The Main Street Witches Series is a Banshee Creek spinoff with all the haunted town hijinks (hes, Caine and the PRoVE gang show up) and more paranormal goodies. The series has magic spells, fortune telling, aliens, Bigfoot and more. Come explore the "charmed side of tracks" of Banshee Creek.
“Welcome to 666 Main Street,” the striking dark-haired young woman intoned with a bright smile. “Satan’s Own Shopping Strip.”
Katalina Ramos stared at her, confused, and the girl’s smile faded. They were standing in the middle of Banshee Creek’s main road, and the girl was opening one of the tidy brick shops that lined the street. She wore a pink polo shirt with a cartoon ghost logo that read “Banshee Creek Bakery,” and her name tag said “Patricia O’Dare - Owner - Ask Me About Our Vampire Churros.”
Kat, in a silky white blouse and cream-colored trousers was overdressed by comparison.
But the bakery owner’s outfit was not surprising. Kat was ,after all, in The Most Haunted Town in the USA. Everything in this place had a ghost or supernatural theme. She’d spent months researching the town and had found countless ghost stories and urban legends related to it. In fact, the town had been named for the eerie screeching sound made by its barn owls, which the early Scots-Irish settlers confused for the cries of the doomed ban-síde.
The local businesses took full advantage of their eccentric location. Driving in, she’d passed Poltergeist Pizza and a real estate agency that specialized in “slightly haunted” properties. There was also a paranormal investigations group and a Chinese restaurant named after a writer of Chinese ghost stories.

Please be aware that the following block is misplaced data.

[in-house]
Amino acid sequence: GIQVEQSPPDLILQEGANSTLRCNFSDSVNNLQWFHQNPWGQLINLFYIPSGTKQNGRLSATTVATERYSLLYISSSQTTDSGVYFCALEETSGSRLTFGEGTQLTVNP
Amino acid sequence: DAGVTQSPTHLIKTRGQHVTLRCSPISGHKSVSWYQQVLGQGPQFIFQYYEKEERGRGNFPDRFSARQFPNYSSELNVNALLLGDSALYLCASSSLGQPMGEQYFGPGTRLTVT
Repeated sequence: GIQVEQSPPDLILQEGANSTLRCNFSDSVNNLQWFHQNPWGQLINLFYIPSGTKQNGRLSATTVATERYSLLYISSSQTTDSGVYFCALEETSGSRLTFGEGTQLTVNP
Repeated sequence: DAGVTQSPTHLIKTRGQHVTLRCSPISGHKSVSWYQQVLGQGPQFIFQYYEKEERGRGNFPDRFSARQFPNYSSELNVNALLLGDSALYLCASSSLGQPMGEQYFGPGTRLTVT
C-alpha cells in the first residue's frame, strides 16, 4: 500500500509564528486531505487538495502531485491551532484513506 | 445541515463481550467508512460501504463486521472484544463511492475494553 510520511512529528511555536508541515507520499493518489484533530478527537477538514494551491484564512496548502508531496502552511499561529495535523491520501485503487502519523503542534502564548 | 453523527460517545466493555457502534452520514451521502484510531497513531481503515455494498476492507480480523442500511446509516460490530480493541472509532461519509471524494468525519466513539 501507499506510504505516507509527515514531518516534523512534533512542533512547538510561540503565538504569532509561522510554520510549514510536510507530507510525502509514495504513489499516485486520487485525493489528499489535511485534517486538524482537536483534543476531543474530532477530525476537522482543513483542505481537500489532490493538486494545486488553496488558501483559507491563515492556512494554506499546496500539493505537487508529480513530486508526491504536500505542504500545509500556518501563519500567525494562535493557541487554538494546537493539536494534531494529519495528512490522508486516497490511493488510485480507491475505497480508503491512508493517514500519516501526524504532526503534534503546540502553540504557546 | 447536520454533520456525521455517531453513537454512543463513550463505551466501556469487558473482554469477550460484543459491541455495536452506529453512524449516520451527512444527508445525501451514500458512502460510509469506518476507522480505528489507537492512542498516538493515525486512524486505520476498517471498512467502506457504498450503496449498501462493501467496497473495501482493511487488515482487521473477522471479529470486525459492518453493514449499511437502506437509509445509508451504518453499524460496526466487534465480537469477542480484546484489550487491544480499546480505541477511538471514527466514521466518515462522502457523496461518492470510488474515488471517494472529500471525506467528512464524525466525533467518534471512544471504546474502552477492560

There was nothing about Satan, though.
“I’m not sure people want to shop with Lucifer,” Kat replied carefully. “Not many people would get his sense of style.”
“You’re right,” Patricia said with a heartfelt sigh. “Back to the drawing board. We do need a new marketing strategy for the shopping strip, though.”
Kat nodded in sympathy. As a small business owner, she knew that marketing was a rhymes-with-witch.“The vampire churros sound good. They’re probably a good start.”
That made Patricia smile. “And they taste even better than they sound. They’re spicy chocolate churros with a cream cheese and raspberry filling and they’re our best sellers.” She fiddled with the locks and opened the front door to the bakery. “I like your necklace, by the way.”